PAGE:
The vertical/horizontal illusion


This aimiable looking old guy was Austin Crothers, governor of Maryland USA in the first years of the last century, and a notable scourge of deception and corruption.  His top hat however presents one mysterious deception that even he couldn’t unravel.  It looks to me about as wide as it is high. But now look at the measuring rod, first when vertical, and running the full height of the hat.  When horizontal, at the foot of the picture, we can see that the same line stretches only a touch over two thirds of the way across the width of the hat. The hat is MUCH wider than it is high.  It’s an example of the horizontal/vertical illusion – we tend to overestimate height. Check out pictures of the St. Louis Arch, seen from the front, for example.  It’s just as wide as it’s high, but looks higher.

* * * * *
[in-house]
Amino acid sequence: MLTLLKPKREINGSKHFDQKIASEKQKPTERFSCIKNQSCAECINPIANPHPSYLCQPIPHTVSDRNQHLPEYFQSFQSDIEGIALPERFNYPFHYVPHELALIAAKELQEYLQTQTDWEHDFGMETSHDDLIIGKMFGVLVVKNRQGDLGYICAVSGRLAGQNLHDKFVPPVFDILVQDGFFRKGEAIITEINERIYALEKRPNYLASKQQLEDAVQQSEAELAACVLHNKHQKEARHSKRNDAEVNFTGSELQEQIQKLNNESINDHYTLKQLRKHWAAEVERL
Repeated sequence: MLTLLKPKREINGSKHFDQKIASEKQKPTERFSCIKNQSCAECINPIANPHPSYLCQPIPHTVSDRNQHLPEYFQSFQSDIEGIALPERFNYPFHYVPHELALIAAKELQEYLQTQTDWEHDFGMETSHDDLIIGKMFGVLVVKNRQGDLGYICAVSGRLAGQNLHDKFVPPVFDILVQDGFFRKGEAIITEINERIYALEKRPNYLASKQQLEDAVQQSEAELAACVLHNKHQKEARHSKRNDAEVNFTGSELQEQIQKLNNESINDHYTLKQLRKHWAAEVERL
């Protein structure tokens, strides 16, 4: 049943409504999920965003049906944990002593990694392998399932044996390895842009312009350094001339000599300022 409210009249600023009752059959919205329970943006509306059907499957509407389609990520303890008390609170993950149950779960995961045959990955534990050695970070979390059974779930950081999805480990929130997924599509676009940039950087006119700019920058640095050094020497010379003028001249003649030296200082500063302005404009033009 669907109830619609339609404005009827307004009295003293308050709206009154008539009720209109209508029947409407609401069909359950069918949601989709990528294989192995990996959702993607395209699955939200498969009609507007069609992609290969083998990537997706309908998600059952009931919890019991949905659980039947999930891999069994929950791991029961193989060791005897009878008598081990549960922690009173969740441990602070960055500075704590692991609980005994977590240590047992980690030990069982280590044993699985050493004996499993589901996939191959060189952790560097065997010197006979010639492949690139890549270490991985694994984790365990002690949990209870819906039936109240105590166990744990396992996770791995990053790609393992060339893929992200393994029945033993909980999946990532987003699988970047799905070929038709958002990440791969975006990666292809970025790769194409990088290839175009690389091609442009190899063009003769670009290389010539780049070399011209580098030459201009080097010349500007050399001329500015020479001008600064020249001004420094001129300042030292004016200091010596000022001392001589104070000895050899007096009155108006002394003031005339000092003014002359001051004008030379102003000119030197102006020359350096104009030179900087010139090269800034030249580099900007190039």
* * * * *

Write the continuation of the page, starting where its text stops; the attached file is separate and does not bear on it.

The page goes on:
There’s no agreement on why.  There are lots of speculations, for example that the effect arises from some adjustment to allow for the inequality between the width and height of the visual field in normal binocular viewing.

The discovery of the illusion is attributed to J.J.Oppel in 1855.  It’s usually seen in this simplified version.

It works the other way up too, and is sometimes called the T illusion.  It’s one of many illusions for which you’ll find a brilliant interactive demo on Michael Bach’s site.

It’s amazing that we’ve made so little decisive progress with simple illusions like this one, after more than a century.  I can’t think of another area of science in which progress has been quite so hard, except of course some areas of maths.  But with these illusions, the explanations proposed in papers from over a century ago are sometimes much the same as those we are still discussing today.

The photo of Crothers is from the Grantham Bain collection in the Library of Congress and can I believe be used without copyright restrictions.